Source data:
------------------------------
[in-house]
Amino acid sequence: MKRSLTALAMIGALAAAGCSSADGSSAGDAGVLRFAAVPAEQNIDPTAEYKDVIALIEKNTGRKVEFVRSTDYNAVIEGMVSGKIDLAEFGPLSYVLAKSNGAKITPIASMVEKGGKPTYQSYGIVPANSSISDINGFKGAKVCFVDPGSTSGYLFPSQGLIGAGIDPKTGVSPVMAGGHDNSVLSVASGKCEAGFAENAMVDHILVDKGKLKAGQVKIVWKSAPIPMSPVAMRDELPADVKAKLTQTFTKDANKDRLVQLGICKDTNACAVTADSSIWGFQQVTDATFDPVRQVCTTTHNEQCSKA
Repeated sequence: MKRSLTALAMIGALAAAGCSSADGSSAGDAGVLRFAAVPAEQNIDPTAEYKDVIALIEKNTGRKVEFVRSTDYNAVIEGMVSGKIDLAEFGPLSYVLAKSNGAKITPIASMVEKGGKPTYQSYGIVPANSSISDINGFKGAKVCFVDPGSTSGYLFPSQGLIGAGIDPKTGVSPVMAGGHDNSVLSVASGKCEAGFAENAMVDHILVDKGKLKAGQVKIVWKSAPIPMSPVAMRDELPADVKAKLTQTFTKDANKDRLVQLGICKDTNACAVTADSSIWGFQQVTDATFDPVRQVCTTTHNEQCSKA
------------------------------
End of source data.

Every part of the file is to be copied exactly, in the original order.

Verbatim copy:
[in-house]
Amino acid sequence: MKRSLTALAMIGALAAAGCSSADGSSAGDAGVLRFAAVPAEQNIDPTAEYKDVIALIEKNTGRKVEFVRSTDYNAVIEGMVSGKIDLAEFGPLSYVLAKSNGAKITPIASMVEKGGKPTYQSYGIVPANSSISDINGFKGAKVCFVDPGSTSGYLFPSQGLIGAGIDPKTGVSPVMAGGHDNSVLSVASGKCEAGFAENAMVDHILVDKGKLKAGQVKIVWKSAPIPMSPVAMRDELPADVKAKLTQTFTKDANKDRLVQLGICKDTNACAVTADSSIWGFQQVTDATFDPVRQVCTTTHNEQCSKA
Repeated sequence: MKRSLTALAMIGALAAAGCSSADGSSAGDAGVLRFAAVPAEQNIDPTAEYKDVIALIEKNTGRKVEFVRSTDYNAVIEGMVSGKIDLAEFGPLSYVLAKSNGAKITPIASMVEKGGKPTYQSYGIVPANSSISDINGFKGAKVCFVDPGSTSGYLFPSQGLIGAGIDPKTGVSPVMAGGHDNSVLSVASGKCEAGFAENAMVDHILVDKGKLKAGQVKIVWKSAPIPMSPVAMRDELPADVKAKLTQTFTKDANKDRLVQLGICKDTNACAVTADSSIWGFQQVTDATFDPVRQVCTTTHNEQCSKA